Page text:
A solar probe has flown through the Sun's outer atmosphere for the first time, newly analysed data has confirmed.
Although the flight through the solar corona took place in April, it has taken several months for the data the probe captured to be sent back to the Earth.
It is one of the most extreme journeys a spacecraft has ever endured, coping with extreme radiation and temperatures close to the melting point of steel.
Defining the sun's atmosphere is a challenge. As an enormous ball of gas, it simply gets less and less dense the further away from the surface you look.
But away from these obvious whirls of plasma there is a superheated atmosphere comprised of solar material bound to the star by magnetic forces and gravity.
At a certain distance the pressure and heat of the star are too powerful for the other forces to keep the solar material constrained and it gets expelled away from the star, becoming the solar wind.
This point is known as the Alfven critical surface, but until now researchers did not know where exactly this surface was.
Using data captured by the Parker Solar Probe, scientists were able to confirm that it had passed the Alfven critical surface and entered the solar atmosphere.
It also uncovered that the Alfven critical surface is not shaped like a smooth ball but instead has contours, "spikes and valleys that wrinkle the surface".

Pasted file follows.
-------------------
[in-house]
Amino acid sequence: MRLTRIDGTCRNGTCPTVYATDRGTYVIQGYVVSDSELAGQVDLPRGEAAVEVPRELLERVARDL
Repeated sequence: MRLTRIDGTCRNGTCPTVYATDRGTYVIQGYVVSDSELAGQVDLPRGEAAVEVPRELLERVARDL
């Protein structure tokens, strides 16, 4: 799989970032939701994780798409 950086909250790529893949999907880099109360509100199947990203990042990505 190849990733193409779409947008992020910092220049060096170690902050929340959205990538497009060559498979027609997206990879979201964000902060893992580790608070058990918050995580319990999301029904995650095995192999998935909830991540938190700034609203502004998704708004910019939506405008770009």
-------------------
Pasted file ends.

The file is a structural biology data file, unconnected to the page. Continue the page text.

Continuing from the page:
"Touching the sun," as NASA's Thomas Zurbuchen described it, "is a monumental moment for solar science and truly remarkable feat."
The probe flew through the atmosphere at more than 500,000 km/h (320,000 mph), withstanding enormous temperatures thanks to its carbon composite coating.
"Not only does this milestone provide us with deeper insights into our Sun's evolution and its impacts on our solar system, but everything we learn about our own star also teaches us more about stars in the rest of the universe," he added.
The Parker Solar Probe sampled particles and magnetic fields during the flight and has made discoveries which would have been impossible at a greater distance.
It had already uncovered mysterious magnetic zig-zag structures in the solar wind called switchbacks - but it was not known how and where they formed.
Now, the probe has identified that these structures originated from the magnetically dominated solar surface.
The probe, which is orbiting around the sun at the moment, is going to make its closest final approach in 2025 - taking it within 3.83 million miles of the sun's surface.
"It's really exciting to see our advanced technologies succeed in taking Parker Solar Probe closer to the sun than we've ever been, and to be able to return such amazing science," said Joseph Smith, Parker probe executive at NASA.
"We look forward to seeing what else the mission discovers as it ventures even closer in the coming years."